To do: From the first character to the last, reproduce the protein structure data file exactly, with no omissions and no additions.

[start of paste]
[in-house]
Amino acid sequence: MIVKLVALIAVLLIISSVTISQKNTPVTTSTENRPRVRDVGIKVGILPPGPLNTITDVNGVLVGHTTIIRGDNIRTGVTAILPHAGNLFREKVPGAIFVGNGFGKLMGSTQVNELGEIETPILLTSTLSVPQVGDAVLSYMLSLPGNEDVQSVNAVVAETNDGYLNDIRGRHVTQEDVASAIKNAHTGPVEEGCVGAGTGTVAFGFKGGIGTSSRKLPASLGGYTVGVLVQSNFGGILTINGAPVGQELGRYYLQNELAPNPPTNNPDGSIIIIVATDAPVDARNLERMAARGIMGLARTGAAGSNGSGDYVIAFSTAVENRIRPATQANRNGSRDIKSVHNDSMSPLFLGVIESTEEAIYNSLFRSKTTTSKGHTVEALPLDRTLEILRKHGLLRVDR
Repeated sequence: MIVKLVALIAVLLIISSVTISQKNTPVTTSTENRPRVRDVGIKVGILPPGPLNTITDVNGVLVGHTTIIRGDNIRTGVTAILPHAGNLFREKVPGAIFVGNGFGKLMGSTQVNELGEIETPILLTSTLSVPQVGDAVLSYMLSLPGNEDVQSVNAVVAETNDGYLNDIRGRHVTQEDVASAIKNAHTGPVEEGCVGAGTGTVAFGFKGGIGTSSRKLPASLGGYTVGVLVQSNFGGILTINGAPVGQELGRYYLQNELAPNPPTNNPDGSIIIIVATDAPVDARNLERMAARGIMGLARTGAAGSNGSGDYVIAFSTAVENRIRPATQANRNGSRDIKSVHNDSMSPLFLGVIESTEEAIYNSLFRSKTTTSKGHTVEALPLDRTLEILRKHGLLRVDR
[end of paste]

[in-house]
Amino acid sequence: MIVKLVALIAVLLIISSVTISQKNTPVTTSTENRPRVRDVGIKVGILPPGPLNTITDVNGVLVGHTTIIRGDNIRTGVTAILPHAGNLFREKVPGAIFVGNGFGKLMGSTQVNELGEIETPILLTSTLSVPQVGDAVLSYMLSLPGNEDVQSVNAVVAETNDGYLNDIRGRHVTQEDVASAIKNAHTGPVEEGCVGAGTGTVAFGFKGGIGTSSRKLPASLGGYTVGVLVQSNFGGILTINGAPVGQELGRYYLQNELAPNPPTNNPDGSIIIIVATDAPVDARNLERMAARGIMGLARTGAAGSNGSGDYVIAFSTAVENRIRPATQANRNGSRDIKSVHNDSMSPLFLGVIESTEEAIYNSLFRSKTTTSKGHTVEALPLDRTLEILRKHGLLRVDR
Repeated sequence: MIVKLVALIAVLLIISSVTISQKNTPVTTSTENRPRVRDVGIKVGILPPGPLNTITDVNGVLVGHTTIIRGDNIRTGVTAILPHAGNLFREKVPGAIFVGNGFGKLMGSTQVNELGEIETPILLTSTLSVPQVGDAVLSYMLSLPGNEDVQSVNAVVAETNDGYLNDIRGRHVTQEDVASAIKNAHTGPVEEGCVGAGTGTVAFGFKGGIGTSSRKLPASLGGYTVGVLVQSNFGGILTINGAPVGQELGRYYLQNELAPNPPTNNPDGSIIIIVATDAPVDARNLERMAARGIMGLARTGAAGSNGSGDYVIAFSTAVENRIRPATQANRNGSRDIKSVHNDSMSPLFLGVIESTEEAIYNSLFRSKTTTSKGHTVEALPLDRTLEILRKHGLLRVDR